Pentax has the following, Da* 60-250/4, Da* 50-135/2.8, Da* 16-50/2.8, Da* 55/1.4, 15ltd, 21ltd, 35ltd macro, 70ltd, 20-40 ltd. All desirable lenses that people may prefer over a FF equivalent (the 16-50 being the one exception where a 24-70/2.8 on FF may be more desirable.)
The 70 and 55 are full frame in my opinion.

I'll definitely agree that no one else has 'high-quality-build' APS-C lenses.

QuoteOriginally posted by robjmitchell Quote
Canon has 17-55/2.8, L level optics but not build, 24/2.8 consume grade pancake, 60macro and mid range ultrawide zoom.
Nikon has 17-55/2.8, 10.5/2.8 FE, 12-24/4, 35/1.8, 40/2.8macro and 85/3.5macro


Personally I would love to have Carry a FF/APS-C combo and use great glass on what ever camera suits my needs. Cannon and Nikon don't give you that option.
Haven't you omitted (intentionally due to build?) some 30-ish mm lenses? Could be mistaken, I see you have Nikon's in there.

You have a valid point, Canon and Nikon don't make high-dollar APS-C primes. Pentax has the 15, 21, and 35.

If you want something like Pentax on Nikon or Canon, you'd have to buy a Tokina 35mm, or a Tokina 50-135, or a Tokina wide angle zoom, or a Tamron superzoom...

So I think overall it's not quite so bad as it might seem on NIkon or Canon.


Last edited by ElJamoquio; 10-22-2014 at 12:01 AM.
10-22-2014, 03:22 AM   #54
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I'm not going to add much to the stuff posted above. I'll just say this. I do it every day. My business it's literally built on Pentax and I would not change that. Not at all.
10-22-2014, 08:57 AM   #55
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QuoteOriginally posted by ElJamoquio Quote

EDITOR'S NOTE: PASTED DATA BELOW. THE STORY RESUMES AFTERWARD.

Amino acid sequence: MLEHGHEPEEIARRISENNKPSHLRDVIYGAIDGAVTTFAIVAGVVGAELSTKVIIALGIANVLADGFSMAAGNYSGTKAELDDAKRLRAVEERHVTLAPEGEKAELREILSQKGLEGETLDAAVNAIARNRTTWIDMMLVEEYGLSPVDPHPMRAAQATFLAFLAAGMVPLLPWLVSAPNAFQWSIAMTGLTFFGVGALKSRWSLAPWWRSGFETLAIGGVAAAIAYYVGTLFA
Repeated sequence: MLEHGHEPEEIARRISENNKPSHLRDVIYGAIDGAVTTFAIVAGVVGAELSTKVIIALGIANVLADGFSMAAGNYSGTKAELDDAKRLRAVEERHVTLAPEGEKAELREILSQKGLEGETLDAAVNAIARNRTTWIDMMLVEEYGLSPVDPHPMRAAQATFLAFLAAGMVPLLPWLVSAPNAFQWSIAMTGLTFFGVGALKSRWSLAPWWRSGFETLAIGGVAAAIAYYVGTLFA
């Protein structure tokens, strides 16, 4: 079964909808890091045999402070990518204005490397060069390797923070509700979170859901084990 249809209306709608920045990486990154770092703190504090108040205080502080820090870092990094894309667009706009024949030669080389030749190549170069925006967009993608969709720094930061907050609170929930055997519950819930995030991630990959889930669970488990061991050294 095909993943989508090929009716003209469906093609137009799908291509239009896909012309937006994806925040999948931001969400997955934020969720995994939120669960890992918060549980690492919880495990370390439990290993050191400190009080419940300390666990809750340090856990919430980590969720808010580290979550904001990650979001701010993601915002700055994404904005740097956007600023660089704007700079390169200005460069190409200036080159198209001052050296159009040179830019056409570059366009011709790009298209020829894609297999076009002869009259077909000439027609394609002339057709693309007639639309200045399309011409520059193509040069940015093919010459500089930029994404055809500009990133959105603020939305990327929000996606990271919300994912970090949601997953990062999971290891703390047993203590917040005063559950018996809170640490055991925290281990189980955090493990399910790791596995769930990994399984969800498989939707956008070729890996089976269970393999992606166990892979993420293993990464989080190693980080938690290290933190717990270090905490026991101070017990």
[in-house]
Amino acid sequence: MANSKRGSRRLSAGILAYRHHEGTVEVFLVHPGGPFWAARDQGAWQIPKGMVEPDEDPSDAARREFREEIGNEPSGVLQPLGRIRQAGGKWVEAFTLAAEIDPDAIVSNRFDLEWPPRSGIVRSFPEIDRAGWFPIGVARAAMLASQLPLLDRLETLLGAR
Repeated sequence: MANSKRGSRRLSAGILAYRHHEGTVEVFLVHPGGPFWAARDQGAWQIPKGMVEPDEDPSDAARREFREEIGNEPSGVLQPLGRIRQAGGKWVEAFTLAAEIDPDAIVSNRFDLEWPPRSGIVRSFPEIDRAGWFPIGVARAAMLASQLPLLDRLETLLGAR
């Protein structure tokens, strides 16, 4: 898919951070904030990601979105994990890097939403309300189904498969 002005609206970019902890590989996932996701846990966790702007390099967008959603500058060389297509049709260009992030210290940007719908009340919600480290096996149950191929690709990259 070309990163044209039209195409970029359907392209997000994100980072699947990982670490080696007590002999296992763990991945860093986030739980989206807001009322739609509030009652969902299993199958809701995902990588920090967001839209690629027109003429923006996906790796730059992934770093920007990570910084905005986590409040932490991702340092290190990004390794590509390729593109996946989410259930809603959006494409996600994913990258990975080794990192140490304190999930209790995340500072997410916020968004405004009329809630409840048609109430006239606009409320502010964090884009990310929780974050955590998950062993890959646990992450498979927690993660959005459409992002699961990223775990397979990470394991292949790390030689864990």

I don't think it does.

For the record you can use APS-C lenses on FF cameras, too. The cameras will even do the cropping for you automatically if you want, or you can do cropping yourself later. 4:3, square format, portrait, landscape, you decide in post...
I do realize that, but it still isn't quite the same as the APS-C lens will mostly limit the final image where as the FF lens will usually be fine on an APS-C sensor (besides the cropping).

I was mostly just pointing out that a 50 mm FF lens should give you essentially the same composition as a 50 mm APS-C lens. Of course what you get after that would depend on the lens itself, but I commonly see issues related to soft corners being more common with APS-C lenses (on an APS-C sensor) because an FF lens is designed to cover more space... In other words an FF lens may be soft in the corners, but the corners are off the APS-C sensor. I've actually noticed this a bit myself, although I tend to not be as concerned with corners as others are.
10-22-2014, 09:16 AM   #56
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QuoteOriginally posted by emalvick Quote
I was mostly just pointing out that a 50 mm FF lens should give you essentially the same composition as a 50 mm APS-C lens. Of course what you get after that would depend on the lens itself, but I commonly see issues related to soft corners being more common with APS-C lenses (on an APS-C sensor) because an FF lens is designed to cover more space... In other words an FF lens may be soft in the corners, but the corners are off the APS-C sensor. I've actually noticed this a bit myself, although I tend to not be as concerned with corners as others are.